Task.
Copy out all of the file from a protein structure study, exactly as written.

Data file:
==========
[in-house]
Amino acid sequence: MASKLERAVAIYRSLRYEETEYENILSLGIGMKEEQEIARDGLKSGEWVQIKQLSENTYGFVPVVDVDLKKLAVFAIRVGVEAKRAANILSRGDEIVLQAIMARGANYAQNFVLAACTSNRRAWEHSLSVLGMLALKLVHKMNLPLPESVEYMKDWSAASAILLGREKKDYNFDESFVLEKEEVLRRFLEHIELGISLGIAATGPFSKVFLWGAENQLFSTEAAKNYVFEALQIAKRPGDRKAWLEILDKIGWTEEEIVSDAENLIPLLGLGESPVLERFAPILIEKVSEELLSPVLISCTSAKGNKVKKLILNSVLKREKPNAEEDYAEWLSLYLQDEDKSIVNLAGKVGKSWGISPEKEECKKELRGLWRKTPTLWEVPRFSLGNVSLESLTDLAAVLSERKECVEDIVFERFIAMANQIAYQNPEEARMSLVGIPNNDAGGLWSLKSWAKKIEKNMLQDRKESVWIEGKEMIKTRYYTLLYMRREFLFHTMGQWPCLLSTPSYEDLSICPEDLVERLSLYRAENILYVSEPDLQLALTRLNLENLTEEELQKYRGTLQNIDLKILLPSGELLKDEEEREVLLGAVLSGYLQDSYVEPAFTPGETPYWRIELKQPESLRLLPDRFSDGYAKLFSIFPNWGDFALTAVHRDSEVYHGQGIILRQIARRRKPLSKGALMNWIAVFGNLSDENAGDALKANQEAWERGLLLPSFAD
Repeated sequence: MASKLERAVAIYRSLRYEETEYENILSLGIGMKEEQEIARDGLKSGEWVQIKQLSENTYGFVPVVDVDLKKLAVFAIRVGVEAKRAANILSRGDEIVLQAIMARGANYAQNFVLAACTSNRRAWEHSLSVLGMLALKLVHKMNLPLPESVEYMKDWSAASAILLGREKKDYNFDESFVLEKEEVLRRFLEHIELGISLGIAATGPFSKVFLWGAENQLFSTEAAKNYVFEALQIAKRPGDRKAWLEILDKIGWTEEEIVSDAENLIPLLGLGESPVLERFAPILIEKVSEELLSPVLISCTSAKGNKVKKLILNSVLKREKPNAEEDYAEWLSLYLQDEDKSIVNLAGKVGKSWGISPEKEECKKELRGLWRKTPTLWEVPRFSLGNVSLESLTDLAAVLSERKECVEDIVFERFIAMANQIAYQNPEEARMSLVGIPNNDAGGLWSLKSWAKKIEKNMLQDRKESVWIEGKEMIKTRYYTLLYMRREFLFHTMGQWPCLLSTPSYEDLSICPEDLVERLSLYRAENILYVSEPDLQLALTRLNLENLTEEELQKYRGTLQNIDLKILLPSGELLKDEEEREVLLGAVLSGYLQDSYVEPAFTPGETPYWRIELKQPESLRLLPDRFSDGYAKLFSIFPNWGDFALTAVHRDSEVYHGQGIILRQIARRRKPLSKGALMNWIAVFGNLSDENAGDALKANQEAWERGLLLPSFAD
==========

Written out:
[in-house]
Amino acid sequence: MASKLERAVAIYRSLRYEETEYENILSLGIGMKEEQEIARDGLKSGEWVQIKQLSENTYGFVPVVDVDLKKLAVFAIRVGVEAKRAANILSRGDEIVLQAIMARGANYAQNFVLAACTSNRRAWEHSLSVLGMLALKLVHKMNLPLPESVEYMKDWSAASAILLGREKKDYNFDESFVLEKEEVLRRFLEHIELGISLGIAATGPFSKVFLWGAENQLFSTEAAKNYVFEALQIAKRPGDRKAWLEILDKIGWTEEEIVSDAENLIPLLGLGESPVLERFAPILIEKVSEELLSPVLISCTSAKGNKVKKLILNSVLKREKPNAEEDYAEWLSLYLQDEDKSIVNLAGKVGKSWGISPEKEECKKELRGLWRKTPTLWEVPRFSLGNVSLESLTDLAAVLSERKECVEDIVFERFIAMANQIAYQNPEEARMSLVGIPNNDAGGLWSLKSWAKKIEKNMLQDRKESVWIEGKEMIKTRYYTLLYMRREFLFHTMGQWPCLLSTPSYEDLSICPEDLVERLSLYRAENILYVSEPDLQLALTRLNLENLTEEELQKYRGTLQNIDLKILLPSGELLKDEEEREVLLGAVLSGYLQDSYVEPAFTPGETPYWRIELKQPESLRLLPDRFSDGYAKLFSIFPNWGDFALTAVHRDSEVYHGQGIILRQIARRRKPLSKGALMNWIAVFGNLSDENAGDALKANQEAWERGLLLPSFAD
Repeated sequence: MASKLERAVAIYRSLRYEETEYENILSLGIGMKEEQEIARDGLKSGEWVQIKQLSENTYGFVPVVDVDLKKLAVFAIRVGVEAKRAANILSRGDEIVLQAIMARGANYAQNFVLAACTSNRRAWEHSLSVLGMLALKLVHKMNLPLPESVEYMKDWSAASAILLGREKKDYNFDESFVLEKEEVLRRFLEHIELGISLGIAATGPFSKVFLWGAENQLFSTEAAKNYVFEALQIAKRPGDRKAWLEILDKIGWTEEEIVSDAENLIPLLGLGESPVLERFAPILIEKVSEELLSPVLISCTSAKGNKVKKLILNSVLKREKPNAEEDYAEWLSLYLQDEDKSIVNLAGKVGKSWGISPEKEECKKELRGLWRKTPTLWEVPRFSLGNVSLESLTDLAAVLSERKECVEDIVFERFIAMANQIAYQNPEEARMSLVGIPNNDAGGLWSLKSWAKKIEKNMLQDRKESVWIEGKEMIKTRYYTLLYMRREFLFHTMGQWPCLLSTPSYEDLSICPEDLVERLSLYRAENILYVSEPDLQLALTRLNLENLTEEELQKYRGTLQNIDLKILLPSGELLKDEEEREVLLGAVLSGYLQDSYVEPAFTPGETPYWRIELKQPESLRLLPDRFSDGYAKLFSIFPNWGDFALTAVHRDSEVYHGQGIILRQIARRRKPLSKGALMNWIAVFGNLSDENAGDALKANQEAWERGLLLPSFAD